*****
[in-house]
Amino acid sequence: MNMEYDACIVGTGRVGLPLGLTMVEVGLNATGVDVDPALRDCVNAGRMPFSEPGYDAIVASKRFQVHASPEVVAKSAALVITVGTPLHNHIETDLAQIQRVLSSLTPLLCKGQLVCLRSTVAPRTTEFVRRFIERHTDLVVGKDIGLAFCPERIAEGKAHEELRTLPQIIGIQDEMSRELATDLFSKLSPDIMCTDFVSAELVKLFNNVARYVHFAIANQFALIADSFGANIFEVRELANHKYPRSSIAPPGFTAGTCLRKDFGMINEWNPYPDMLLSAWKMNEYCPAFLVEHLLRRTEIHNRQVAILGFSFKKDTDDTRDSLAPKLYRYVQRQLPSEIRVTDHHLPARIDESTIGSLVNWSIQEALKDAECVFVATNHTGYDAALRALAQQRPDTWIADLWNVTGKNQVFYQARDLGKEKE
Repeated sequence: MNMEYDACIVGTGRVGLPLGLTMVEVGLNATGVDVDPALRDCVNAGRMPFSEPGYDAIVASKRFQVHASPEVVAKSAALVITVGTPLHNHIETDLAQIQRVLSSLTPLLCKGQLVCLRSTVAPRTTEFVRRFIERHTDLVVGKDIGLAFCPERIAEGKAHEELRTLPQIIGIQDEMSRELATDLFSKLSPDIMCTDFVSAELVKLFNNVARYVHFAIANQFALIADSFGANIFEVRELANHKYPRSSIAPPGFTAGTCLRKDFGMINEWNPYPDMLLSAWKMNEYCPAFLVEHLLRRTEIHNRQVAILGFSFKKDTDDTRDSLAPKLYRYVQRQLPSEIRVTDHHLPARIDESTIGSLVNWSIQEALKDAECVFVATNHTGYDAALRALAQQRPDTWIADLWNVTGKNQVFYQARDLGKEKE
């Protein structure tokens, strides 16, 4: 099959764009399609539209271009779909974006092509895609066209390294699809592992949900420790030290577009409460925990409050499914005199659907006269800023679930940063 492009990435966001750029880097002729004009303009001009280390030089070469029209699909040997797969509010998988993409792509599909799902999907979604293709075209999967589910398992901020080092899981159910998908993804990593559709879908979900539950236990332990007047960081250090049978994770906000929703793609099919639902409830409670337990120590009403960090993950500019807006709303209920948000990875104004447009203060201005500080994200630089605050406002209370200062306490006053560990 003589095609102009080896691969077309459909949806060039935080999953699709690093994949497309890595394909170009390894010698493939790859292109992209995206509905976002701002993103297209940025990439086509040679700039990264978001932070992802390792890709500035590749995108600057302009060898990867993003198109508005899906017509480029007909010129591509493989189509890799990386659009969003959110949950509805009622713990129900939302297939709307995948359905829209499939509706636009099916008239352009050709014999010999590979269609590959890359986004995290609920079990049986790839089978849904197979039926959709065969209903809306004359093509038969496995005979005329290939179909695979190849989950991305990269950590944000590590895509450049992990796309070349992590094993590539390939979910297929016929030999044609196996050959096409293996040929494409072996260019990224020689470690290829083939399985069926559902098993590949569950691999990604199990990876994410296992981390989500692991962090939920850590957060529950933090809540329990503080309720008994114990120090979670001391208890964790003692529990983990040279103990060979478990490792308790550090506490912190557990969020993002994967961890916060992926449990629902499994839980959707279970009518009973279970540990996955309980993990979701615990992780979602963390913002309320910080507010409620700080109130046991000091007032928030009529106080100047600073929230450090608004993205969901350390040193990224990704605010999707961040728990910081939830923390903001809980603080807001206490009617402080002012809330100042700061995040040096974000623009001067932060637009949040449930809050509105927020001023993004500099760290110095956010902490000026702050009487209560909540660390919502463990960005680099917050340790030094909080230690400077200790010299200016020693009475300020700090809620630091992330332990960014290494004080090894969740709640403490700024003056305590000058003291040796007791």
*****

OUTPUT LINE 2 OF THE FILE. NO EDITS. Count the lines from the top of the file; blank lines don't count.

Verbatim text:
Amino acid sequence: MNMEYDACIVGTGRVGLPLGLTMVEVGLNATGVDVDPALRDCVNAGRMPFSEPGYDAIVASKRFQVHASPEVVAKSAALVITVGTPLHNHIETDLAQIQRVLSSLTPLLCKGQLVCLRSTVAPRTTEFVRRFIERHTDLVVGKDIGLAFCPERIAEGKAHEELRTLPQIIGIQDEMSRELATDLFSKLSPDIMCTDFVSAELVKLFNNVARYVHFAIANQFALIADSFGANIFEVRELANHKYPRSSIAPPGFTAGTCLRKDFGMINEWNPYPDMLLSAWKMNEYCPAFLVEHLLRRTEIHNRQVAILGFSFKKDTDDTRDSLAPKLYRYVQRQLPSEIRVTDHHLPARIDESTIGSLVNWSIQEALKDAECVFVATNHTGYDAALRALAQQRPDTWIADLWNVTGKNQVFYQARDLGKEKE